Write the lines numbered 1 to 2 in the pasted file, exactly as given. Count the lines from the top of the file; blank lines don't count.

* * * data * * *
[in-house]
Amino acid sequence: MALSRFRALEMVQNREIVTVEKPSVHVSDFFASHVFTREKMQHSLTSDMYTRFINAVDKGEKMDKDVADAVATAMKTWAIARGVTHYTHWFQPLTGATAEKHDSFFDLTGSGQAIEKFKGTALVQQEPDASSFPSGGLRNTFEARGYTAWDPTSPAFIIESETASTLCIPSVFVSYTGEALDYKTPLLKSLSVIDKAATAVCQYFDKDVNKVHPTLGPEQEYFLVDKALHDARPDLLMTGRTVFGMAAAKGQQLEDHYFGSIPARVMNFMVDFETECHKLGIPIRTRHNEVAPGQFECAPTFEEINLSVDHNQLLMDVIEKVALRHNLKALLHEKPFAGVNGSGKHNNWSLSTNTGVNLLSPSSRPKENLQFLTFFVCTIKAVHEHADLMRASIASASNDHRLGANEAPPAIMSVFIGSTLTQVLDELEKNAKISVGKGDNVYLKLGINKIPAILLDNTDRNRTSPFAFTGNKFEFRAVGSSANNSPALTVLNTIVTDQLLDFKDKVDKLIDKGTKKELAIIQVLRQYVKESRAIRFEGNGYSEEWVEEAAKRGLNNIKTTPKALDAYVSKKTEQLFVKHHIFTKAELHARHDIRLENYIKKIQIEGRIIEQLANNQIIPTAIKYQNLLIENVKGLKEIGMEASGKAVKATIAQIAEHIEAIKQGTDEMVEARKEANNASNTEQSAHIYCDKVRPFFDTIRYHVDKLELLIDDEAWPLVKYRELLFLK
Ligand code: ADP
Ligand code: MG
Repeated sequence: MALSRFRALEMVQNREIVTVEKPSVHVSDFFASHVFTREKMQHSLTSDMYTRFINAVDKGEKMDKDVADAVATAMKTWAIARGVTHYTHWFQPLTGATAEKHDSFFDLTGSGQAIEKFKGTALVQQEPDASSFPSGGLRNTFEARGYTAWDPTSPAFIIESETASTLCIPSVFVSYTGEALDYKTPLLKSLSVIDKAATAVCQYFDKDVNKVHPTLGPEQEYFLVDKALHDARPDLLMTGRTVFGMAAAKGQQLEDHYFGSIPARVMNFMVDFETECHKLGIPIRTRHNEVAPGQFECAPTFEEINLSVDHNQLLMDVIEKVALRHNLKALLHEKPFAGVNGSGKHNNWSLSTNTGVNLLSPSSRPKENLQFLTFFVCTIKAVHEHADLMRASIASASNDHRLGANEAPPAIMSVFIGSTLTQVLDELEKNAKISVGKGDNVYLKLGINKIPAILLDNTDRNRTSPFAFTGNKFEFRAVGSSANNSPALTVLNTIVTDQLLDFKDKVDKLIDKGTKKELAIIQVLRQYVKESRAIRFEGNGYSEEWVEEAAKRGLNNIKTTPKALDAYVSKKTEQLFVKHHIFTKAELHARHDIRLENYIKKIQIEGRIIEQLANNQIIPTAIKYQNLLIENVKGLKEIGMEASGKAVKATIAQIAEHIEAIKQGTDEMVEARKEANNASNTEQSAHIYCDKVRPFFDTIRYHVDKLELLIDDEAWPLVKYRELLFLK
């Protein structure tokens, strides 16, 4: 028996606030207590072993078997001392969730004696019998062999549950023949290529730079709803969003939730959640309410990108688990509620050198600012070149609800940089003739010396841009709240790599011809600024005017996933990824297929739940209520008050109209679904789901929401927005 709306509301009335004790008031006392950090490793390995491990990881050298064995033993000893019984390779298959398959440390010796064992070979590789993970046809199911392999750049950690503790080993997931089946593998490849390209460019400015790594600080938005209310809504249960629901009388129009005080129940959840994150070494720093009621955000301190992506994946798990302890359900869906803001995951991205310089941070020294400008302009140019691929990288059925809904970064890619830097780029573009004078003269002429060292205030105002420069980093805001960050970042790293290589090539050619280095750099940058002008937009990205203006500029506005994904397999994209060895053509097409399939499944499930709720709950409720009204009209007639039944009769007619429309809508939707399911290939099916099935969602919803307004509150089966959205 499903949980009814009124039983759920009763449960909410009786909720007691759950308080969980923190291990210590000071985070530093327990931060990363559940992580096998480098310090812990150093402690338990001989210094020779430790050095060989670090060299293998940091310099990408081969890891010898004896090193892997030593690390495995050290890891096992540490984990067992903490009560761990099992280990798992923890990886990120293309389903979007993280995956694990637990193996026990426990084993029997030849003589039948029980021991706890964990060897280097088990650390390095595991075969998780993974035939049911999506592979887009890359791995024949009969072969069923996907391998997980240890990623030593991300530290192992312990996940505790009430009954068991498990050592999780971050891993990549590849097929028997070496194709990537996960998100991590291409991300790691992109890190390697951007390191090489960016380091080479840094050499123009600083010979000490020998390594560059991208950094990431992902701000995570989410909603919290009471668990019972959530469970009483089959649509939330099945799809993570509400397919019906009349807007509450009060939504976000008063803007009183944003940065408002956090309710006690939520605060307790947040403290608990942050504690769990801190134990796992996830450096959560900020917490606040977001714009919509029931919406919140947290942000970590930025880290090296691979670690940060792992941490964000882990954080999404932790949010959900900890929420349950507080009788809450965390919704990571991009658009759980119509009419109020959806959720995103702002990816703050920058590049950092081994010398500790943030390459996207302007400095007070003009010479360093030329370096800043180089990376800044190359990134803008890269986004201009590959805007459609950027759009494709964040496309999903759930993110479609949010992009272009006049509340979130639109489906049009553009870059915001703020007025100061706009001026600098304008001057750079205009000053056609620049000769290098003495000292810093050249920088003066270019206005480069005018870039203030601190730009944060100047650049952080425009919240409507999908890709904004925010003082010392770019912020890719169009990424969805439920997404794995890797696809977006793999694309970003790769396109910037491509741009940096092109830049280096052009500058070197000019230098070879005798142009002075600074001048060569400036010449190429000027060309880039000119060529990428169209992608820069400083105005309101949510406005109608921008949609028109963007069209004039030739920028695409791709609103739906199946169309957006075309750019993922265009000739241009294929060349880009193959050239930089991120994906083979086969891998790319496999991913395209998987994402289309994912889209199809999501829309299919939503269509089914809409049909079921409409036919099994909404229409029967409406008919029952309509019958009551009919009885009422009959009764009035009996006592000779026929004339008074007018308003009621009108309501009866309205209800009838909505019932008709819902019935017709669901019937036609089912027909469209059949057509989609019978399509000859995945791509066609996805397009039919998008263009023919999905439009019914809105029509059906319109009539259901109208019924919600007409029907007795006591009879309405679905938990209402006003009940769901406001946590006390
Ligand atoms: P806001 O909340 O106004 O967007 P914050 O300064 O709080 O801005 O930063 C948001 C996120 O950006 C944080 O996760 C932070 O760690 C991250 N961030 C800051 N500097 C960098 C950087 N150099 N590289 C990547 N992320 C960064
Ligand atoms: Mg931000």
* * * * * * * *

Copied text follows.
[in-house]
Amino acid sequence: MALSRFRALEMVQNREIVTVEKPSVHVSDFFASHVFTREKMQHSLTSDMYTRFINAVDKGEKMDKDVADAVATAMKTWAIARGVTHYTHWFQPLTGATAEKHDSFFDLTGSGQAIEKFKGTALVQQEPDASSFPSGGLRNTFEARGYTAWDPTSPAFIIESETASTLCIPSVFVSYTGEALDYKTPLLKSLSVIDKAATAVCQYFDKDVNKVHPTLGPEQEYFLVDKALHDARPDLLMTGRTVFGMAAAKGQQLEDHYFGSIPARVMNFMVDFETECHKLGIPIRTRHNEVAPGQFECAPTFEEINLSVDHNQLLMDVIEKVALRHNLKALLHEKPFAGVNGSGKHNNWSLSTNTGVNLLSPSSRPKENLQFLTFFVCTIKAVHEHADLMRASIASASNDHRLGANEAPPAIMSVFIGSTLTQVLDELEKNAKISVGKGDNVYLKLGINKIPAILLDNTDRNRTSPFAFTGNKFEFRAVGSSANNSPALTVLNTIVTDQLLDFKDKVDKLIDKGTKKELAIIQVLRQYVKESRAIRFEGNGYSEEWVEEAAKRGLNNIKTTPKALDAYVSKKTEQLFVKHHIFTKAELHARHDIRLENYIKKIQIEGRIIEQLANNQIIPTAIKYQNLLIENVKGLKEIGMEASGKAVKATIAQIAEHIEAIKQGTDEMVEARKEANNASNTEQSAHIYCDKVRPFFDTIRYHVDKLELLIDDEAWPLVKYRELLFLK